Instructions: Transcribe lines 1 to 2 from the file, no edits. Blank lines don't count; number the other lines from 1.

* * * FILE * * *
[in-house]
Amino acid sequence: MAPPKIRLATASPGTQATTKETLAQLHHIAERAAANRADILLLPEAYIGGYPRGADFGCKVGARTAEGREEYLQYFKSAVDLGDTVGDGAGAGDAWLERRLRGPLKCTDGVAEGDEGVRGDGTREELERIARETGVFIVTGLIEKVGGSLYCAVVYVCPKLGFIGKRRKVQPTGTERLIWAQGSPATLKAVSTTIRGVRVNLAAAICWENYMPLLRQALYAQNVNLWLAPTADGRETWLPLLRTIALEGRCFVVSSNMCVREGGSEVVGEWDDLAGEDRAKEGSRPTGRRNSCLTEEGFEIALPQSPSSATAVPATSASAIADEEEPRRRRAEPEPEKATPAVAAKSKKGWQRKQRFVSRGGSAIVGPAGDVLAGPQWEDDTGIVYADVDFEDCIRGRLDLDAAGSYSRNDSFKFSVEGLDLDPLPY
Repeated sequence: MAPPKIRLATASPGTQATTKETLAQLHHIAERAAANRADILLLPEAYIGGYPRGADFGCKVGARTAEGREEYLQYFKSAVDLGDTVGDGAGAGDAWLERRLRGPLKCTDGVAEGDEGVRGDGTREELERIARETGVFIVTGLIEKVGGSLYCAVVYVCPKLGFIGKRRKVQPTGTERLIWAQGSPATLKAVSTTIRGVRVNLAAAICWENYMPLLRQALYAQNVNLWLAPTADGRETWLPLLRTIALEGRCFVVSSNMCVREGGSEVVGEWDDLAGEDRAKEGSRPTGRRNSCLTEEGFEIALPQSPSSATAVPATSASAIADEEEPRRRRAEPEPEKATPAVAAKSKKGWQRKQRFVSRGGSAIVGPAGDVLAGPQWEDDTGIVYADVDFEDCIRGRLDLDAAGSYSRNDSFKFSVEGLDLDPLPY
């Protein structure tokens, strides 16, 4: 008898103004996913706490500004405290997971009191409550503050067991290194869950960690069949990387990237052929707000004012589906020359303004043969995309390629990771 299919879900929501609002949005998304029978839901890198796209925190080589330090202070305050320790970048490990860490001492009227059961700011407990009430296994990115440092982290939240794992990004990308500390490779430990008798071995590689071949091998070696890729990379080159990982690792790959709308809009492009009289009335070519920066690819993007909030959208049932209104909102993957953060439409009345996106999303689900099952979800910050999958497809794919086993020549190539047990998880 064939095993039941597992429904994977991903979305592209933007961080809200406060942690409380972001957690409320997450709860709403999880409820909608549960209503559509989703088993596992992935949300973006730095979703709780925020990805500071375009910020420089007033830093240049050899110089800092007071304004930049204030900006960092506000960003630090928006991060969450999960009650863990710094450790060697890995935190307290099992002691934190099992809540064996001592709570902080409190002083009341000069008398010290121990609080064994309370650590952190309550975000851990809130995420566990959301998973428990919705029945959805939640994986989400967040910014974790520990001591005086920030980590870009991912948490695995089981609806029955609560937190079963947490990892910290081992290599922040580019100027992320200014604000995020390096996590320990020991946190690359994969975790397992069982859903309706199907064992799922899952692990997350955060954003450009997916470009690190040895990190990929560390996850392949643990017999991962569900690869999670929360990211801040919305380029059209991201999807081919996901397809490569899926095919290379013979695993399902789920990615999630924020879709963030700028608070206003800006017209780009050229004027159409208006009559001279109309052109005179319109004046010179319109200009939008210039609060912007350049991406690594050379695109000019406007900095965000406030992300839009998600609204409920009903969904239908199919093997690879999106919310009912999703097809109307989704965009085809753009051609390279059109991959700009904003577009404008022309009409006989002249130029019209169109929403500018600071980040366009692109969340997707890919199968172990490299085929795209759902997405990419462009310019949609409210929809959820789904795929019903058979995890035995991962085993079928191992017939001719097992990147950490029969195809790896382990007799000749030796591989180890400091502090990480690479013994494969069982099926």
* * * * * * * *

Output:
[in-house]
Amino acid sequence: MAPPKIRLATASPGTQATTKETLAQLHHIAERAAANRADILLLPEAYIGGYPRGADFGCKVGARTAEGREEYLQYFKSAVDLGDTVGDGAGAGDAWLERRLRGPLKCTDGVAEGDEGVRGDGTREELERIARETGVFIVTGLIEKVGGSLYCAVVYVCPKLGFIGKRRKVQPTGTERLIWAQGSPATLKAVSTTIRGVRVNLAAAICWENYMPLLRQALYAQNVNLWLAPTADGRETWLPLLRTIALEGRCFVVSSNMCVREGGSEVVGEWDDLAGEDRAKEGSRPTGRRNSCLTEEGFEIALPQSPSSATAVPATSASAIADEEEPRRRRAEPEPEKATPAVAAKSKKGWQRKQRFVSRGGSAIVGPAGDVLAGPQWEDDTGIVYADVDFEDCIRGRLDLDAAGSYSRNDSFKFSVEGLDLDPLPY